Hope Cards have been around for a while but they're a new resource in Fairfax County for victims of family violence, intimate partner violence, stalking or sexual assault. The Hope Card can reduce the time on scene for officers responding to incidents of protection order violations, allow officers to verify if there is a valid protective order in place and can provide a sense of security to victims. It also helps keep officers safer by informing law enforcement about weapons involved in the incident resulting in a protective order. Learn more about the Hope Card.

Talking About It Matters: Domestic Violence in the LGBTQ+ Community

two people sad sitting side by side on sofaThough it might not be clear from mainstream media, domestic violence is not limited to heterosexual relationships and can affect individuals of all sexual orientations and genders.

In fact, recent research shows intimate partner violence within the LGBTQ+ community occurs at a rate equal to or even higher than that of members of the heterosexual community.

Learn more about domestic violence in the LGBTQ+ community or call the Domestic and Sexual Violence 24-Hour Hotline 703-360-7273.

Video: Domestic and Sexual Violence Services Supports Victims of Gender-Based Violence

screenshot video Domestic and Sexual Violence Services Supports Victims of Gender-Based Violence, Toni Zollicoffer speakingDomestic violence and sexual violence are two separate issues and how they are addressed is different, too. Learn more about how the Department of Family Services’ Domestic and Sexual Violence Services division supports survivors of all forms of gender-based violence. 

Note: This video contains images that may be disturbing or triggering.

Learn about sexual assault, domestic violence and how Domestic and Sexual Violence Services supports survivors. Get information about DSVS resources by calling the Domestic and Sexual Violence 24-Hour Hotline 703-360-7273.

The Intersection of Gender-Based Violence and Economics

domestic violence finances infographic - Victims of financial abuse lose 8 million days of paid work each year.Ending gender-based violence requires us to see all the aspects of the issue. Often, when we think of intimate partner violence, we envision only bruises or broken bones—things we can see—or perhaps verbal abuse. But domestic violence takes many forms, including financial abuse, a subject that is often overlooked.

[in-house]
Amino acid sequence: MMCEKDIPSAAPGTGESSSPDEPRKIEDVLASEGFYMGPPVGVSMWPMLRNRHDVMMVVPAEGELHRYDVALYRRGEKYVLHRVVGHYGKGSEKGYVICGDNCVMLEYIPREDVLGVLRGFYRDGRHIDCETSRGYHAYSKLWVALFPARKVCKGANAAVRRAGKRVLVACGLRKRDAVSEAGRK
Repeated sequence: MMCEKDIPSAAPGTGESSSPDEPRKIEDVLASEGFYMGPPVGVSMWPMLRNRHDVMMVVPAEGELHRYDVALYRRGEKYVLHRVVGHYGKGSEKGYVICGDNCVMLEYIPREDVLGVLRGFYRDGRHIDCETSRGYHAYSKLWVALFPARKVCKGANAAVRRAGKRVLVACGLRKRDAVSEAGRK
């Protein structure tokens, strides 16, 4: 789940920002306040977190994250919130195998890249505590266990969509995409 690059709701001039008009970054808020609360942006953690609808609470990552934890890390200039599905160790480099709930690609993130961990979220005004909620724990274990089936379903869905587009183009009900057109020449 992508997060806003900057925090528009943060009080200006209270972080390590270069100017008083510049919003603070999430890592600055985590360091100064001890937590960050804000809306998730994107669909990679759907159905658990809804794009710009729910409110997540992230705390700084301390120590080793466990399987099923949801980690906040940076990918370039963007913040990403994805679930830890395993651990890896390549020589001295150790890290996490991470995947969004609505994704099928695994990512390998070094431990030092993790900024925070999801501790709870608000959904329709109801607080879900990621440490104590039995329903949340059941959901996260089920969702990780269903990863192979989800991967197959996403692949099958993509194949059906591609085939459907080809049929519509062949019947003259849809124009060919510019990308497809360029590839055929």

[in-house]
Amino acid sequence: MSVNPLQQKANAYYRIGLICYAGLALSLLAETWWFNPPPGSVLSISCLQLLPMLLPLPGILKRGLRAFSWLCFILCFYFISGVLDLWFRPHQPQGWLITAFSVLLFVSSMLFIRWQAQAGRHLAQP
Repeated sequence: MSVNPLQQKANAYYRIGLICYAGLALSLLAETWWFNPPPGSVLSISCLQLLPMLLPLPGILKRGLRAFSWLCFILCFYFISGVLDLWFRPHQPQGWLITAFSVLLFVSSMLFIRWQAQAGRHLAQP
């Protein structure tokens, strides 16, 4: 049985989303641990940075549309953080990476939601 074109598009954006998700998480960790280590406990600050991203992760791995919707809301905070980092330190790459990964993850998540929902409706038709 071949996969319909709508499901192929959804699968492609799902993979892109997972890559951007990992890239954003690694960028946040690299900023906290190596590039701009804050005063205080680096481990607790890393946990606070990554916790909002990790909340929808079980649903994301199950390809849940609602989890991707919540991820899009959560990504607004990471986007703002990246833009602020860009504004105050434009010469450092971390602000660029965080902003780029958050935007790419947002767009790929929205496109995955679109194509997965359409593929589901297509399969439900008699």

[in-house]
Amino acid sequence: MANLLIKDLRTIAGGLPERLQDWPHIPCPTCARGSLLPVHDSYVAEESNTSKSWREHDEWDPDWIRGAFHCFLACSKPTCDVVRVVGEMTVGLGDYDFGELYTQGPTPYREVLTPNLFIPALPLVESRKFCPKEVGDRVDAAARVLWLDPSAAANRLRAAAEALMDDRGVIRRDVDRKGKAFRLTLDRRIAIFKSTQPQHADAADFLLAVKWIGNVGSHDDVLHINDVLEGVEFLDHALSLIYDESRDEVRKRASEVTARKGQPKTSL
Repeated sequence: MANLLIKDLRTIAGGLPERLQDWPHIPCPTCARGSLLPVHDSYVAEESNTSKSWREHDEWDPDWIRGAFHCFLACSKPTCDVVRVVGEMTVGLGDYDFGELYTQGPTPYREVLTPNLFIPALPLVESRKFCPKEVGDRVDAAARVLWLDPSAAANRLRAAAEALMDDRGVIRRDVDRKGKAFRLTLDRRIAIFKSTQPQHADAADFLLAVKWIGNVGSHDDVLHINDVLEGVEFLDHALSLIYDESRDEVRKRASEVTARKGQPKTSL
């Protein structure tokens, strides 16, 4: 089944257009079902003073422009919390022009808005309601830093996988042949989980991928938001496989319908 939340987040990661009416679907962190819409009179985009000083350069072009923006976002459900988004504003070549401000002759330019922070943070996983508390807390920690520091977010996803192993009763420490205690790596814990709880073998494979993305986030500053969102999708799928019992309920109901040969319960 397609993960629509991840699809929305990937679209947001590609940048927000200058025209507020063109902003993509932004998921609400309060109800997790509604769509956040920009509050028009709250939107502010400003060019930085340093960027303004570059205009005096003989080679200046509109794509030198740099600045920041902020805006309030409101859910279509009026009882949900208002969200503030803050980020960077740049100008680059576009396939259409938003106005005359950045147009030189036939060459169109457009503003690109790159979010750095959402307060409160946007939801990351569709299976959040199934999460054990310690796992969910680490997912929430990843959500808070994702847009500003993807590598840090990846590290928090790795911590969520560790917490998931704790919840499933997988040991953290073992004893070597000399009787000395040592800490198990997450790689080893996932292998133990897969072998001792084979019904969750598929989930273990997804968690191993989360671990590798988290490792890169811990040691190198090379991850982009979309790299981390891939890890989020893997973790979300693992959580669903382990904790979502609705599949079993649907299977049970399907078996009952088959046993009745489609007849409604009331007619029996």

The truth is personal safety and economic security are inextricably linked for victims of domestic violence. Research from the Centers for Financial Security shows financial abuse is present in 99 percent of domestic violence cases. Learn more about the intersection of domestic violence and financial abuse, call the Domestic and Sexual Violence 24-Hotline 703-360-7273.

You Can Make a Difference

Action + Awareness = Social Change

Awareness plus Action equals Social Change graphicRaising awareness calls for proactive efforts to increase knowledge of or reshape cultural norms or false perceptions about gender-based violence.

Preventing gender-based violence requires steps to stop violence and abuse from happening in the first place by interrupting the cultural rules, norms, and constructs that support it.

Social change happens when communities are equipped with a better awareness about the issue and understanding of the actions it takes to get there. This equation is solved when individuals, families, communities, and institutions have access to knowledge and tools.

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Use Your Voice – Community Engagement Toolkit

message clouds graphicCheck out the community engagement toolkit (talking points, social media, videos, articles and more) to spread the word throughout the community about the Department of Family Services Domestic and Sexual Violence Services’ (DSVS) important work and services available.

Volunteer Your Talents and Time

people holding hands graphicVolunteers are an integral part of our mission of preventing and ending domestic and sexual violence, stalking and human trafficking. Many of our key services depend upon dedicated volunteers. We could not do the work we do without help from our volunteers.

Be. The. One. to positively impact our community. Connect with us today!

Make a Donation

Donations can make a difference! There are two ways you can help.

  • Monetary Donations to Support a Program that Provides Safety Options to Domestic Violence Victims
  • Donate Resources to Help Domestic Violence Survivors Rebuild

Learn more about each and make a donation.

Department of Family Services graphic logoFairfax County Department of Family Services is on Facebook

Like and Follow us on Facebook at @FairfaxCountyFamilyServices for news, events, tips, stories and training opportunities. We support families and county residents of all ages and stages of life. Join our online community and engage with us through social media. #FairfaxCountyFamilyServices